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Cape Wind: Money, Celebrity, Energy, Class, Politics, and the Battle for Our Energy Future Paperback – Bargain Price, June 23, 2008

4.2 out of 5 stars 35 customer reviews

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Editorial Reviews

From Publishers Weekly

This well-reported assessment of democracy manipulated by powerful federal, state and local insiders, and other not-in-my-backyard shenanigans surrounding plans for a wind farm five miles off Cape Cod, is certainly upfront about its bias. Williams, a former journalist-in-residence at Duke University, and Whitcomb, editorial page editor of the Providence Journal, jauntily champion the cause of energy entrepreneur Jim Gordon's "bold idea" to plant 130 wind turbines in Nantucket Sound—a project still snared in a regulatory maze as this peppery account went to press. The authors decry what they call fear-mongering by Gordon's well-funded opponents (2005 contributions: $3.3 million) and are particularly peeved by the obstructionism of Sen. Ted Kennedy, whose behind-the-scenes maneuvering is highlighted, as are the fulminations verging "on the incoherent" by environmentalist Robert Kennedy Jr.—normally an outspoken opponent of coal-powered energy generation and a vigorous supporter of alternative energy sources. The Kennedys' stubborn opposition is shared by such moneyed neighbors as Listerine heiress Bunny Mellon and coal, oil and gas magnate William Koch, who are depicted as plutocratic bullies in this rambunctious, unsparing dissection of ruling-class abuse. (May)
Copyright © Reed Business Information, a division of Reed Elsevier Inc. All rights reserved. --This text refers to the Hardcover edition.

From Booklist

*Starred Review* Cape Cod is a place of celebrated beauty and blueblood history. For such powerful and wealthy families as the Kennedys and Mellons, the cape's beaches are a treasured sanctuary. But because Massachusetts' population has grown, the state's aging power grid is under enormous pressure. Enter Jim Gordon, an energy entrepreneur who believed he had the perfect solution: an offshore wind farm. His 2001 Cape Wind proposal shocked and enraged Cape Cod's elite, and so began an epic battle that pits privilege against the common good in a stunning exposure of NIMBY (not in my backyard) hypocrisy. Journalists Williams, who lives on Cape Cod, and Whitcomb, who has family ties to the area, do a bang-up job of chronicling Gordon's tenacity in the face of the brazen machinations of various politicians, especially Senator Edward Kennedy and then governor and current Republican presidential candidate Mitt Romney. This true-life tale of a blinding love of place, outrageously irresponsible propaganda, shameful congressional maneuvering, and egregious social injustice is half farce, half political thriller, and altogether compelling. As the fight rages on, Cape Wind serves as a harbinger of future conflicts as we reluctantly consider alternatives to oil. Donna Seaman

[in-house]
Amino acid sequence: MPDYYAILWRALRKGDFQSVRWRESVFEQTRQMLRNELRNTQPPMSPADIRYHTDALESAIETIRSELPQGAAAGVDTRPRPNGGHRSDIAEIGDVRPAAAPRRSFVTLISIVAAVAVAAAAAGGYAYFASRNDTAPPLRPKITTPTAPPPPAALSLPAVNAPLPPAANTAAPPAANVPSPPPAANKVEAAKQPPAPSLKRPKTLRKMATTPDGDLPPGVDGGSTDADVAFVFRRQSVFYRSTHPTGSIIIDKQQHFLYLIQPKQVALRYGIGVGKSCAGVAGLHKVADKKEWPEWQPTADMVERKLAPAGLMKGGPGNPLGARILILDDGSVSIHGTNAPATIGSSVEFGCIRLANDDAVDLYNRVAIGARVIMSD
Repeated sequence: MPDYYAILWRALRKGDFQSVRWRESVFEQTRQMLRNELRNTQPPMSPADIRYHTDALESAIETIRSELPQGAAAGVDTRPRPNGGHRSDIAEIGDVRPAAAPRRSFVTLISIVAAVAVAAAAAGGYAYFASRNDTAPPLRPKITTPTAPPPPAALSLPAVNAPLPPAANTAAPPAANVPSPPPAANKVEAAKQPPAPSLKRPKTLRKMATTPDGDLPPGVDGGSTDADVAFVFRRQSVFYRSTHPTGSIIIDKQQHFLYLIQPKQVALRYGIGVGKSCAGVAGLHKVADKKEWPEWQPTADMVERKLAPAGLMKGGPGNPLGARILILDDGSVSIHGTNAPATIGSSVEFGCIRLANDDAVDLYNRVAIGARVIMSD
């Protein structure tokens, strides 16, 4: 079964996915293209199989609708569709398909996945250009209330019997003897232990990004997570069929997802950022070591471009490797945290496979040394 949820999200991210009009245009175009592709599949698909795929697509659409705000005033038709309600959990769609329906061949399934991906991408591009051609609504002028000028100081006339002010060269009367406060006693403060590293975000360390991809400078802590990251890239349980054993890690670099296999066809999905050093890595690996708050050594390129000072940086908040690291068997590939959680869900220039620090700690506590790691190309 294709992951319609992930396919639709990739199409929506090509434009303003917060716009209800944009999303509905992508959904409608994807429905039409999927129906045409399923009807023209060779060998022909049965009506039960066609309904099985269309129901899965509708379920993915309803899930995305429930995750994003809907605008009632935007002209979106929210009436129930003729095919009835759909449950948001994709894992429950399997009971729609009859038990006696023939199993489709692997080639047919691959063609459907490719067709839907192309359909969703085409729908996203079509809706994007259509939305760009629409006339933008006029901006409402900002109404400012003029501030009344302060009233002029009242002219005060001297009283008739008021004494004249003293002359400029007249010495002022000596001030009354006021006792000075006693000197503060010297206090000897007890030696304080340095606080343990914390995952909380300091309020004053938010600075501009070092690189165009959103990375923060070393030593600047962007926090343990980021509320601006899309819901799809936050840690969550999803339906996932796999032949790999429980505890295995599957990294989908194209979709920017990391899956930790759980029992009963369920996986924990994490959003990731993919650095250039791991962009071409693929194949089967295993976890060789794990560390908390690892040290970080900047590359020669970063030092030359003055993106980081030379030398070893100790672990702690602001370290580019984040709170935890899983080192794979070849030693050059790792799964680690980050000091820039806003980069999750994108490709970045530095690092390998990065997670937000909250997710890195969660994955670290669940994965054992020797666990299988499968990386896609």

Copyright © American Library Association. All rights reserved --This text refers to the Hardcover edition.

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Product Details

  • Paperback: 352 pages
  • Publisher: PublicAffairs (June 23, 2008)
  • Language: English
  • ISBN-10: 158648575X
  • ASIN: B002GJU3PU
  • Product Dimensions: 8.5 x 5.4 x 1 inches
  • Shipping Weight: 13.4 ounces
  • Average Customer Review: 4.2 out of 5 stars  See all reviews (35 customer reviews)
  • Amazon Best Sellers Rank: #3,613,459 in Books (See Top 100 in Books)

Customer Reviews

Top Customer Reviews

By Mark R. Whittington VINE VOICE on June 12, 2007
Format: Hardcover Verified Purchase
Cape Wind is a marvelous story of political hypocrisy on parade. When an energy entrepreneur proposed to build a wind farm to generate energy in Nantucket Sound, he did not bargain for the opposition of some of the rich and powerful who live and play in the vicinity. A small but powerful group of people, which include not only the Kennedy family but Mitt Romney, former governor and current candidate for President, are bound and determined not to have their view of the "pristine" waters around they summer mansions. Cape Wind would be a comedy, with its spectacle of Lear Jet liberals, who say they support clean energy in the abstract, twisting themselves into knot trying to justify opposition to clean energy just because it is in their back yard. But the book is all too true and mores the pity.
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Format: Hardcover
I love, love, loved this book. Cape Wind is a local issue for me and my eyes widened as I read the story behind the story as described by Cape Cod resident Wendy Williams. We citizens who are sympathetic to wind energy stood by in stunned silence as the opponents of the project slandered the project and its developer Jim Gordon. Even when we knew the assertions weren't true (like New England having a power glut), they raised doubts.

From afar, the coverage of the proposed windfarm on Nantucket Sound might seem balanced. In Massachusetts, however, it's apparent that the coverage is hysterical and a little irrational. When the windfarm was first proposed and an opposition group was created, this didn't seem different from any other large project. However, the opposition to the Cape Wind project combines money and emotion in an unprecedented way.